My post from last week generated a few questions, so I thought I’d follow up with some answers and some more tips.
When faced with a tricky exposure situation and you want to ensure the camera doesn’t change its exposure settings due to changing light (like on a partly cloudy day) you can frame up your photo, tap on the subject to set exposure, then tap the exposure lock icon (the lock to the right of the shutter button) to lock in your settings. The camera will hold those settings until the exposure lock icon is tapped a second time. You can still dial in exposure compensation while locked (swipe left or right).
In-Camera HDR Mode
One of my favorite features is the ability to shoot in HDR mode. This allows you to shoot in raw (DNG) and when you press the shutter button the camera takes three photos exposing for the highlights, shadows, and midtones, then automatically aligning and blending them into a single DNG photo with a much higher dynamic range than any single photo, but with all the benefits of a raw photo for editing purposes. You can even shoot handheld, so no tripod needed.
Use this mode when photographing a scene that has really bright highlights (such as clouds in the sky on a sunny day) and dark shadows (such as shaded areas on the ground). Not ideal for moving subjects, but don’t be afraid to experiment and see what is possible. I’ve been consistently impressed with this feature. Head over to the original announcement of this feature to see if your device is supported.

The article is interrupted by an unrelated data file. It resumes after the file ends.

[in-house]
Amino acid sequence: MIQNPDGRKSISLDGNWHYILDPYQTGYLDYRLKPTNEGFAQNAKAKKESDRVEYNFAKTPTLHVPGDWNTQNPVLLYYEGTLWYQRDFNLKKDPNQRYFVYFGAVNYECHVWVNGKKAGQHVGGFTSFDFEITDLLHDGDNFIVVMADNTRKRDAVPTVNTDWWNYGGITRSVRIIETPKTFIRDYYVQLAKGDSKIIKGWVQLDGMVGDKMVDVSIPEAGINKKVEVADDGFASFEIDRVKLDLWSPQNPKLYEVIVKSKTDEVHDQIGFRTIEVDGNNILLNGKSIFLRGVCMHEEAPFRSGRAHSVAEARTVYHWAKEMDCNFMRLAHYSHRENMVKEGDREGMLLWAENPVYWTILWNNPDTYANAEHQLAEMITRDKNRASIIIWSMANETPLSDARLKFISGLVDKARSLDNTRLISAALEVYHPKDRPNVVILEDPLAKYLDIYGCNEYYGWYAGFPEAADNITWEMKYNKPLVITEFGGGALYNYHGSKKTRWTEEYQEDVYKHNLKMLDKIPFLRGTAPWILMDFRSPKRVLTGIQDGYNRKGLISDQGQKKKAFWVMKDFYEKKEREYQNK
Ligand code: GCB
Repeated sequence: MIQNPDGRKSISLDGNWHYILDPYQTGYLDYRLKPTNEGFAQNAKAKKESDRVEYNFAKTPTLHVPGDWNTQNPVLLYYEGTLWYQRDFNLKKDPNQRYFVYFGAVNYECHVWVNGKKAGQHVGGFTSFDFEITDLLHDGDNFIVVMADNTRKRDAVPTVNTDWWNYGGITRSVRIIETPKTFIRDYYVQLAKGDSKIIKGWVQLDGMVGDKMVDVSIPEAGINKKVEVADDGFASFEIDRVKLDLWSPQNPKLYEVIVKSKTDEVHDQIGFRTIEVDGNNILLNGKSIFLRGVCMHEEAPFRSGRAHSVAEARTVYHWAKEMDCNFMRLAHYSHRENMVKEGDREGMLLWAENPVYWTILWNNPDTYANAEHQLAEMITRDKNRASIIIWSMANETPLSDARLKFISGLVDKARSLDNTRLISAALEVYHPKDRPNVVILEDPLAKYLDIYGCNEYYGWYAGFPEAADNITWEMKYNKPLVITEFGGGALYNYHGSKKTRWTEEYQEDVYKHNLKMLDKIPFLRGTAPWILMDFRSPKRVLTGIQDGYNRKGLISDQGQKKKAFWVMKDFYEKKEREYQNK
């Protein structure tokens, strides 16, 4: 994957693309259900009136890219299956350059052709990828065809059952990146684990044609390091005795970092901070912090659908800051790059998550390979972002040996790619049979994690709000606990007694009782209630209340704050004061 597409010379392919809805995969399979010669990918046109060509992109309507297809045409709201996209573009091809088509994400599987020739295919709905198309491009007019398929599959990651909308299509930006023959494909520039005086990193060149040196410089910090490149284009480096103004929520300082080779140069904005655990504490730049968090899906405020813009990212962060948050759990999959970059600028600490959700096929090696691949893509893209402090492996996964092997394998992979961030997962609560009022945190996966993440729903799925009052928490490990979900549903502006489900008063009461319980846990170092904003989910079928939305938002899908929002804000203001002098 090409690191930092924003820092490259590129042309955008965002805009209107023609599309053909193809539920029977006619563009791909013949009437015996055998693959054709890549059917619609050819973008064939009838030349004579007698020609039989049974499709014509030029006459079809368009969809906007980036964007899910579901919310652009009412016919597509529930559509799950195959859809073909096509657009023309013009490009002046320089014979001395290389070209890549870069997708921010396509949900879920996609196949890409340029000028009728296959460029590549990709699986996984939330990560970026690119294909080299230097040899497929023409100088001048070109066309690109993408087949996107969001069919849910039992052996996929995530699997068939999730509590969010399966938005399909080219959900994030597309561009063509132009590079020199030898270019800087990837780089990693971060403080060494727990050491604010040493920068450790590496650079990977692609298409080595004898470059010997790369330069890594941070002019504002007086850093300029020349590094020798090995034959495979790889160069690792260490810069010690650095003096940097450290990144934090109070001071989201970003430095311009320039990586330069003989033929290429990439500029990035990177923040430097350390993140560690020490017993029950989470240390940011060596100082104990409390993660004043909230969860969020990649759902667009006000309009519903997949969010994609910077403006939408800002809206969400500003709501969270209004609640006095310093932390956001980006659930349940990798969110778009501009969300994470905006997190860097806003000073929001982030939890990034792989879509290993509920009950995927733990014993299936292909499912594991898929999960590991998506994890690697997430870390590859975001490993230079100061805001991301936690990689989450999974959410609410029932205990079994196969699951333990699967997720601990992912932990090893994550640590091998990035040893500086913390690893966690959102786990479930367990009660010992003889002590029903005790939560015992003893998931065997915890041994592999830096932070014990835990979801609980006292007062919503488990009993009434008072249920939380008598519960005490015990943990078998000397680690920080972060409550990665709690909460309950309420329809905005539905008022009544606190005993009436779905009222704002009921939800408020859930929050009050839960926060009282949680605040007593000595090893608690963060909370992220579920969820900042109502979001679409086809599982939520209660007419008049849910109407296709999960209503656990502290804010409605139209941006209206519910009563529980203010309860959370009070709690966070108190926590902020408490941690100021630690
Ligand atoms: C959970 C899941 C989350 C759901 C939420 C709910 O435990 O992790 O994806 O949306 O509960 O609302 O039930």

If you have a dual lens device you can switch between the wide and telephoto lenses by tapping the lens icon that appears to the left of the shutter button.
Take a Selfie
You can switch between the rear and forward-facing cameras on your device from within the camera app by tapping the camera icon in the upper-right corner of the interface. “Selfie” is also an option in the widget and 3D touch options I cover in the next section for faster access.
Camera Launch Shortcuts
Beyond tapping the blue camera icon in the app to open the camera, there are a few shortcuts to know when you want to open the camera quickly. These do vary with your operating system, so let’s look at iPhone first. If you have a device that supports 3D touch you can do a long-press on the Lr app icon to access a shortcut for jumping right to the camera.
Additionally, on iOS you can configure a Lightroom widget on the home screen that will allow you equally fast access to the camera. Head here to learn more about configuring widgets on iOS.
In a somewhat similar fashion on Android, you can add a Lightroom camera widget to the Home screen. Head here to learn more about adding widgets on Android.
configured you’ll be ready to capture anything that comes your way!
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